F&ES 77011b, Modeling Geographic Objects.
This course offers a broad and practical introduction to the nature and use of drawing-based (vector) geographic information systems (GIS) for the preparation, interpretation, and presentation of digital cartographic data. In contrast to F&ES 77010a, the course is oriented more toward discrete objects in geographical space (e.g., water bodies, land parcels, or structures) than the qualities of that space itself (e.g., proximity, density, or interspersion). Three hours lecture, problem sets, one class project. No previous experience is required.
F&ES 771 Applied Spatial Statistics.
Timothy Gregoire & Jonathan Reuning-Scherer
An introduction to spatial statistical techniques with computer applications. Topics include spatial sampling, visualizing spatial data, quantifying spatial association and autocorrelation, interpolation methods, fitting variograms, kriging, and related modeling techniques for spatially correlated data. Examples are drawn from ecology, sociology, public health, and subjects proposed by students. Eight to ten lab/homework assignments and a final project. Enrollment is limited to twenty-five students, with preference given to those whose research suggests analysis using spatial statistics.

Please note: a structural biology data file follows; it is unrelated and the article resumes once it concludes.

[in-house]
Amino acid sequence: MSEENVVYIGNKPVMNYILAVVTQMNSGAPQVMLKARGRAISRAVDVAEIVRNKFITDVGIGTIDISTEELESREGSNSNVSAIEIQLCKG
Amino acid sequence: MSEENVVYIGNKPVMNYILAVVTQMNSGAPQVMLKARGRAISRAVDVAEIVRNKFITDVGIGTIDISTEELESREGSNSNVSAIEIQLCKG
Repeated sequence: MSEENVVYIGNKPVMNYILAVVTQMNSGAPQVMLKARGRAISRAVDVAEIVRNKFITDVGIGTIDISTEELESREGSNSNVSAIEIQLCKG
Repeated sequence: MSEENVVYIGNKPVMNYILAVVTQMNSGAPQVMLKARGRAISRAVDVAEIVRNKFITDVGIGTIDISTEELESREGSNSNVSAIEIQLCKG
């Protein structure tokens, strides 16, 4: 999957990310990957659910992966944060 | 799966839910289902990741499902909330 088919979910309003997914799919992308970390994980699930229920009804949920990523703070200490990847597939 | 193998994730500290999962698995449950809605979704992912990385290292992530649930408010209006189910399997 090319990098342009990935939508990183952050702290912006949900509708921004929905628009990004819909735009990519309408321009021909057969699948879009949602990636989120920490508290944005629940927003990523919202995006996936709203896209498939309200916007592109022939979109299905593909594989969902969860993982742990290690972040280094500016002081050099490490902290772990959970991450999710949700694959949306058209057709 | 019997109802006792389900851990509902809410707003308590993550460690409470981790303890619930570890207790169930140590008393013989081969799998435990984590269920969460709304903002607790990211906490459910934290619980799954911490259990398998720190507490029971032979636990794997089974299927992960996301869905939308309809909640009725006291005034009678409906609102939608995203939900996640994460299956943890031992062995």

F&ES 717a,b Project in Geographic Information Systems.
HSHM 422 01 (21198) /HIST140J, Cartography, Territory, and Identity
Exploration of how maps shape assumptions about territory, land, sovereignty, and identity. The relationship between scientific cartography and conquest, the geography of statecraft, religious cartographies, encounters between Western and non-Western cultures, and reactions to cartographic objectivity. Students make their own maps.
CPSC 178 Visualization: Data, Pixels, and Ideas.
An introduction to the use of computer graphics as a medium for communication and discovery. Topics include computer graphics primitives and their association with data, relationships, and concepts to generate an image; real-time interactions with images; and the application of visualization to a variety of application domains, from science and engineering to business and the arts. Includes a section on Geographic Information Systems. No previous experience with computers necessary.
Center for Earth Observation:
Observing the Earth from Space.
A practical introduction to satellite image analysis of the Earth’s surface. Topics include the spectrum of electromagnetic radiation, satellite-borne radiometers, data transmission and storage, computer image analysis, the merging of satellite imagery with GIS and applications to weather and climate, oceanography, surficial geology, ecology and epidemiology, forestry, agriculture, archaeology, and watershed management.
Preference to undergraduates in Geology and Geophysics, Anthropology, and Environmental Studies. Prerequisites: college-level physics or chemistry, two courses in geology and natural science of the environment or equivalents, and computer literacy.
Stacey D. Maples M.Sc., B.Sc.
Yale University Map Collection
Sterling Memorial Library 7th Floor
130 Wall Street /P.O. Box 208240
New Haven, CT 06520-8240